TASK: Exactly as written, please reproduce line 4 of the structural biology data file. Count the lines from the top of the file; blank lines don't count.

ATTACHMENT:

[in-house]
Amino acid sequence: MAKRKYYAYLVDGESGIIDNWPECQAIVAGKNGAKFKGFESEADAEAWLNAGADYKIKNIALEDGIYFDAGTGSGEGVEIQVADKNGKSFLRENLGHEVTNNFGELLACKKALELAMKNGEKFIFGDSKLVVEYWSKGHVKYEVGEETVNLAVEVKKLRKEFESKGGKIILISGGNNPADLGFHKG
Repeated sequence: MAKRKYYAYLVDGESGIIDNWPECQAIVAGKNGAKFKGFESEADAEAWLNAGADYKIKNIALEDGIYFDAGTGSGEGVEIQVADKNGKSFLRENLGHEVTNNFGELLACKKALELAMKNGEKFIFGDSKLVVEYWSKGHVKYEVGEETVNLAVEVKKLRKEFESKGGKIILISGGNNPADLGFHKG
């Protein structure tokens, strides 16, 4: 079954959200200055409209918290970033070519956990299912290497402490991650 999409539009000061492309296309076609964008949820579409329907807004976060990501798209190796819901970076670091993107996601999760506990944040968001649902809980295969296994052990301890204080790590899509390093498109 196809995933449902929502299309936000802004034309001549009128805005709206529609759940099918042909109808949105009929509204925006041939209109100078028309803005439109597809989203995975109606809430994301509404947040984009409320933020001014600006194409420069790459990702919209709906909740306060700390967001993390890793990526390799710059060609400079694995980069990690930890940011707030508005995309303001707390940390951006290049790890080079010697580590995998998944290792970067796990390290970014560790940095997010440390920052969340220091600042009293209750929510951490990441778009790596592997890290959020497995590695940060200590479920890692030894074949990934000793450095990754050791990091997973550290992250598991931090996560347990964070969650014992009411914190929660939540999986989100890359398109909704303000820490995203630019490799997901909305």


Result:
């Protein structure tokens, strides 16, 4: 079954959200200055409209918290970033070519956990299912290497402490991650 999409539009000061492309296309076609964008949820579409329907807004976060990501798209190796819901970076670091993107996601999760506990944040968001649902809980295969296994052990301890204080790590899509390093498109 196809995933449902929502299309936000802004034309001549009128805005709206529609759940099918042909109808949105009929509204925006041939209109100078028309803005439109597809989203995975109606809430994301509404947040984009409320933020001014600006194409420069790459990702919209709906909740306060700390967001993390890793990526390799710059060609400079694995980069990690930890940011707030508005995309303001707390940390951006290049790890080079010697580590995998998944290792970067796990390290970014560790940095997010440390920052969340220091600042009293209750929510951490990441778009790596592997890290959020497995590695940060200590479920890692030894074949990934000793450095990754050791990091997973550290992250598991931090996560347990964070969650014992009411914190929660939540999986989100890359398109909704303000820490995203630019490799997901909305």